Visual thinking is a great learning method that is already used as a curriculum in non-formal learning settings and in schools, involved in formal education.

Visual thinking provides a way to facilitate a learning process that encourages an in-depth thinking applicable in most subjects from poetry to math, science and social studies. Through visual thinking' rigorous group 'problem-solving' process, learners cultivate a willingness and ability to present their own ideas, while respecting and learning from the perspectives of their peers. Engaged by contributing observations and ideas, the learners participate in visual thinking lessons in ways they often don’t in others. 

Visual Thinking is a learning method initiated by teacher-facilitated discussions of  images and documented to have a cascading positive effect on both teachers and learners.

It presents a simple way for teachers and all kind of educators to provide learners with key competences: thinking skills that become habitual and transfer from lesson to lesson, oral and written language literacy, visual literacy, and collaborative interactions among peers.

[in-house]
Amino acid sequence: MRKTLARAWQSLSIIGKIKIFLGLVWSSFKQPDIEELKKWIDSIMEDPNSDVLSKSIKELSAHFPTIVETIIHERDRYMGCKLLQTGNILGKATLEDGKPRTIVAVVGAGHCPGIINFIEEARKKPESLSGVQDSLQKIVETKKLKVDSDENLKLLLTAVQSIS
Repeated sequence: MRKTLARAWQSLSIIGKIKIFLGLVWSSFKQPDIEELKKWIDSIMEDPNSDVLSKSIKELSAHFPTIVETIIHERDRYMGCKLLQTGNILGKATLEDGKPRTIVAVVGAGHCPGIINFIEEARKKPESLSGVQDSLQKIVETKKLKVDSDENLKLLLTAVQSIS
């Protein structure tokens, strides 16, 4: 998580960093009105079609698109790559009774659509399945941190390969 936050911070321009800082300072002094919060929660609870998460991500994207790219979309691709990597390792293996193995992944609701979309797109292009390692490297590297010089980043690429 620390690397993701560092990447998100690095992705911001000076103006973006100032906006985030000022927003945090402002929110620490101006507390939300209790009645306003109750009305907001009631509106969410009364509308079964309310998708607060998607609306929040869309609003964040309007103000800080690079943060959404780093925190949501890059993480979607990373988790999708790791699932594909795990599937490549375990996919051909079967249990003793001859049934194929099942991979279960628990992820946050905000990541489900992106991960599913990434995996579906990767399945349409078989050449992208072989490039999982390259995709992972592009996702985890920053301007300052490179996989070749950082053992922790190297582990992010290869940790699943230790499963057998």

Useful Resources for Learning How to Teach Visual Thinking

1. Visual Thinking Strategies: Using Art to Deepen Learning Across School Disciplines, by Philip Yenawine.

The book by the cocreator of the VTS curriculum details his experiences teaching elementary school age students. The stories show how VTS can be easily integrated into the classroom with structured discussions of visual art. Here's an excerpt from Chapter 1, "Permission To Wonder."

2. Cases on Teaching Critical Thinking through Visual Representation Strategies, by Leonard Shedletsky

This book compiles research from scholars and education professionals to provide more insight into student development through visual thinking.

Through Visual Thinking Strategies training and practice, teachers and trainers:


  • Use open-ended questioning and learner-centered facilitation techniques, including strategies for listening and paraphrasing, to create learner-driven and engaging group discussion environments.
  • Engage learners in discourse about a complex problem (carefully selected works of visual art) with an emphasis on providing evidence while considering and building off the contributions and perspectives of their peers.
  • Teach in a rigorously learner-centered, inquiry-based manner that both nurtures positive relationships with learners while encouraging students to be independent learners who think for themselves.